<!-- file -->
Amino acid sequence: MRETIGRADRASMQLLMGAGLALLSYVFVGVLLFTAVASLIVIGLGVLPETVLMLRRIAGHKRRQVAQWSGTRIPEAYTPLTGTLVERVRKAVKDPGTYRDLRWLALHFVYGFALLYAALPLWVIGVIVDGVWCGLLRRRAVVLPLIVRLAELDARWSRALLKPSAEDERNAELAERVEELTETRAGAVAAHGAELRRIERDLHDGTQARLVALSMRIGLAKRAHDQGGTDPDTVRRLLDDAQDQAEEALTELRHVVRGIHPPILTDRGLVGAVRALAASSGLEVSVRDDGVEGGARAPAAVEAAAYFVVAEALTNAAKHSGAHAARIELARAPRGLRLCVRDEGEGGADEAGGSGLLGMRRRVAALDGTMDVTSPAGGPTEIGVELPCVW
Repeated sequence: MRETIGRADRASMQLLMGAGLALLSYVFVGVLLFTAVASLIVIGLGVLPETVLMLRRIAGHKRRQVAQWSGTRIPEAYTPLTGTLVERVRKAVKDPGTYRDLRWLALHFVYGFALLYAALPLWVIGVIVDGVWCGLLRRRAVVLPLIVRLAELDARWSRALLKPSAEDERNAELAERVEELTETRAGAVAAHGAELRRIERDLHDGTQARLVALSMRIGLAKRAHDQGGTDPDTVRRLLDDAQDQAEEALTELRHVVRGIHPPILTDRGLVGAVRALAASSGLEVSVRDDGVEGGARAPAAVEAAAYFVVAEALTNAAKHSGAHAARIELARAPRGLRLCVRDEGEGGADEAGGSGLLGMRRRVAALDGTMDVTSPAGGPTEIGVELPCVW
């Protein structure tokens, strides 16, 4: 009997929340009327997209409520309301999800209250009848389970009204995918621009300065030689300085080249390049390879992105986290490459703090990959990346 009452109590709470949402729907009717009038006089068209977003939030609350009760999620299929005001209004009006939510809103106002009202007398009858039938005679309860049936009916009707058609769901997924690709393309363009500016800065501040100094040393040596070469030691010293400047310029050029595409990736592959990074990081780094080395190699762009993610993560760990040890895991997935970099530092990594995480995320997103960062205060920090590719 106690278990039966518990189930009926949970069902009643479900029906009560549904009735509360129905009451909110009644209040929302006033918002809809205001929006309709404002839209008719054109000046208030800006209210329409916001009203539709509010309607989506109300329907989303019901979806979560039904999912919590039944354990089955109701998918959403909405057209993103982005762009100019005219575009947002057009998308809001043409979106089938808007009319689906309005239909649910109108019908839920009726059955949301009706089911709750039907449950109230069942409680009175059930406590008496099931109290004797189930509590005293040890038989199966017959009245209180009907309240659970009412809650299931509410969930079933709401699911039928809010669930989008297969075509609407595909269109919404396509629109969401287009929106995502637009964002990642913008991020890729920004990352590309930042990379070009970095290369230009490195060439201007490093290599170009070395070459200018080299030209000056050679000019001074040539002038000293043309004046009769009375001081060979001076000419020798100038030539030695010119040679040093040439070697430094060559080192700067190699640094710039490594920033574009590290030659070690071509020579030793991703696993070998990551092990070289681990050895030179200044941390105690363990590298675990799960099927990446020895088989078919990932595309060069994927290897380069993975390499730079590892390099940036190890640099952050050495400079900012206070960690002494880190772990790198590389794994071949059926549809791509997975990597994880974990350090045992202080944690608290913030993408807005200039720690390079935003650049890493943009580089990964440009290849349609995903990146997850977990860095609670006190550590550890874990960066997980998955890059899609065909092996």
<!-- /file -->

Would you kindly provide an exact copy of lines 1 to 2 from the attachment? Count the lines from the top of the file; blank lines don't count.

Amino acid sequence: MRETIGRADRASMQLLMGAGLALLSYVFVGVLLFTAVASLIVIGLGVLPETVLMLRRIAGHKRRQVAQWSGTRIPEAYTPLTGTLVERVRKAVKDPGTYRDLRWLALHFVYGFALLYAALPLWVIGVIVDGVWCGLLRRRAVVLPLIVRLAELDARWSRALLKPSAEDERNAELAERVEELTETRAGAVAAHGAELRRIERDLHDGTQARLVALSMRIGLAKRAHDQGGTDPDTVRRLLDDAQDQAEEALTELRHVVRGIHPPILTDRGLVGAVRALAASSGLEVSVRDDGVEGGARAPAAVEAAAYFVVAEALTNAAKHSGAHAARIELARAPRGLRLCVRDEGEGGADEAGGSGLLGMRRRVAALDGTMDVTSPAGGPTEIGVELPCVW
Repeated sequence: MRETIGRADRASMQLLMGAGLALLSYVFVGVLLFTAVASLIVIGLGVLPETVLMLRRIAGHKRRQVAQWSGTRIPEAYTPLTGTLVERVRKAVKDPGTYRDLRWLALHFVYGFALLYAALPLWVIGVIVDGVWCGLLRRRAVVLPLIVRLAELDARWSRALLKPSAEDERNAELAERVEELTETRAGAVAAHGAELRRIERDLHDGTQARLVALSMRIGLAKRAHDQGGTDPDTVRRLLDDAQDQAEEALTELRHVVRGIHPPILTDRGLVGAVRALAASSGLEVSVRDDGVEGGARAPAAVEAAAYFVVAEALTNAAKHSGAHAARIELARAPRGLRLCVRDEGEGGADEAGGSGLLGMRRRVAALDGTMDVTSPAGGPTEIGVELPCVW